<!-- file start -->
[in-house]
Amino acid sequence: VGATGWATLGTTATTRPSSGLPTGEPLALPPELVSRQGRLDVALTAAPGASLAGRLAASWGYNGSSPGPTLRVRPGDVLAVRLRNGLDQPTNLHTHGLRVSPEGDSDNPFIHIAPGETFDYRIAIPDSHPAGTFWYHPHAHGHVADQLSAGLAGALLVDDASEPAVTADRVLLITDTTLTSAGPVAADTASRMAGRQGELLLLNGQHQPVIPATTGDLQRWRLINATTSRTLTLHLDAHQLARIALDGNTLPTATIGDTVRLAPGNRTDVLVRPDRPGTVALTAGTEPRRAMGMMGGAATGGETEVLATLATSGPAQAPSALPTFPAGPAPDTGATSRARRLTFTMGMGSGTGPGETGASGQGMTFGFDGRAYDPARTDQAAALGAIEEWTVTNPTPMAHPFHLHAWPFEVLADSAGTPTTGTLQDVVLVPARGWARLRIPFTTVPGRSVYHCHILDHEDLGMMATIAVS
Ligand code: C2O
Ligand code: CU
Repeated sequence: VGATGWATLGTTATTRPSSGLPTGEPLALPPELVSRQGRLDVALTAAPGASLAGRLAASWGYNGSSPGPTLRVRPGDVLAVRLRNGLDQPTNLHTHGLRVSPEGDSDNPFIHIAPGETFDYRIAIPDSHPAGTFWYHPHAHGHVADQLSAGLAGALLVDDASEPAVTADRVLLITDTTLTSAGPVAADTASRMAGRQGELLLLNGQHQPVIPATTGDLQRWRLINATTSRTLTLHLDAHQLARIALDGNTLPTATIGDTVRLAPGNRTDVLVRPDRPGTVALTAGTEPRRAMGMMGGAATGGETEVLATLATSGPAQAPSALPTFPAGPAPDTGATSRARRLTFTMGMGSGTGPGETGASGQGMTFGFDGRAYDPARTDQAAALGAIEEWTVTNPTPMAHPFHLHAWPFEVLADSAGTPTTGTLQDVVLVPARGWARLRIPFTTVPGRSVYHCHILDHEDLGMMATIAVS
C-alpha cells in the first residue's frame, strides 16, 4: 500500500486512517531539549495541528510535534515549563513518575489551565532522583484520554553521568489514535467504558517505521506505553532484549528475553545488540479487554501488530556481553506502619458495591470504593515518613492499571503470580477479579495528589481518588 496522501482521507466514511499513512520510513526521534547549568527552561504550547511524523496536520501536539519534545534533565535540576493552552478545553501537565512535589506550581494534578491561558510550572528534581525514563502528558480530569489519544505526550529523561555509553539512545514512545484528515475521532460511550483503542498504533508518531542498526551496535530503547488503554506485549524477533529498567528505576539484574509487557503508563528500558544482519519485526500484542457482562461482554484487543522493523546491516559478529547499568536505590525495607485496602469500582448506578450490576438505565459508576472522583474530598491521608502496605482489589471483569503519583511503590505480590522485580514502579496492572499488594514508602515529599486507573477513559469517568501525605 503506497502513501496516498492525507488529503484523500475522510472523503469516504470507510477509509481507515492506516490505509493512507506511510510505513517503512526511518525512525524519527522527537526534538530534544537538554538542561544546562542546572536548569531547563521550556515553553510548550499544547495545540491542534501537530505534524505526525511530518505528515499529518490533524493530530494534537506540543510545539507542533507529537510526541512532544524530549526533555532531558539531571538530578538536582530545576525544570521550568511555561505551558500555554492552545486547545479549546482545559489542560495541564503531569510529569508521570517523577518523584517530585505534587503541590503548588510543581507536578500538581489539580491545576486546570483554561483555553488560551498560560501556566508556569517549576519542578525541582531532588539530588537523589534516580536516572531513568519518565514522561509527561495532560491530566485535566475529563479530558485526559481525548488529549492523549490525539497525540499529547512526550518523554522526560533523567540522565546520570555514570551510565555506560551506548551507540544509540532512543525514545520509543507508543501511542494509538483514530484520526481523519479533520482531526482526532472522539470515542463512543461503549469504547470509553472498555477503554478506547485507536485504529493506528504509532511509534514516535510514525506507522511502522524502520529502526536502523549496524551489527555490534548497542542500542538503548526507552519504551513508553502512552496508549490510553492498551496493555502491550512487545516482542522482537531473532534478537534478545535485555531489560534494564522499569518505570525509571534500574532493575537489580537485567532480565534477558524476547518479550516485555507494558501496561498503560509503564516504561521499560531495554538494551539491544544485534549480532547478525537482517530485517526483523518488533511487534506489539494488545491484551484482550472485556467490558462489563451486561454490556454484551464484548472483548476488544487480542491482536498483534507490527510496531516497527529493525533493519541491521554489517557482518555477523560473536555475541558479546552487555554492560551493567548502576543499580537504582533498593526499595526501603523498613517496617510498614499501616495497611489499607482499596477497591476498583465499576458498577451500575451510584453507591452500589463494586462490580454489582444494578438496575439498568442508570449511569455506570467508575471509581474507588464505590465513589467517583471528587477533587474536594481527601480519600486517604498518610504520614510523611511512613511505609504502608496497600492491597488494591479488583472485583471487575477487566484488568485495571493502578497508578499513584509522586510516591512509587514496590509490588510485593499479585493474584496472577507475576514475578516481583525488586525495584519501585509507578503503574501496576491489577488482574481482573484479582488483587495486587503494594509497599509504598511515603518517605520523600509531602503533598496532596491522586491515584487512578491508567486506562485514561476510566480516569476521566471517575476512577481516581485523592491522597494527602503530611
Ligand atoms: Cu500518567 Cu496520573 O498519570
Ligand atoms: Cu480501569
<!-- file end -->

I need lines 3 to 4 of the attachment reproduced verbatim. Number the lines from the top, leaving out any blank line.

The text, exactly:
Ligand code: C2O
Ligand code: CU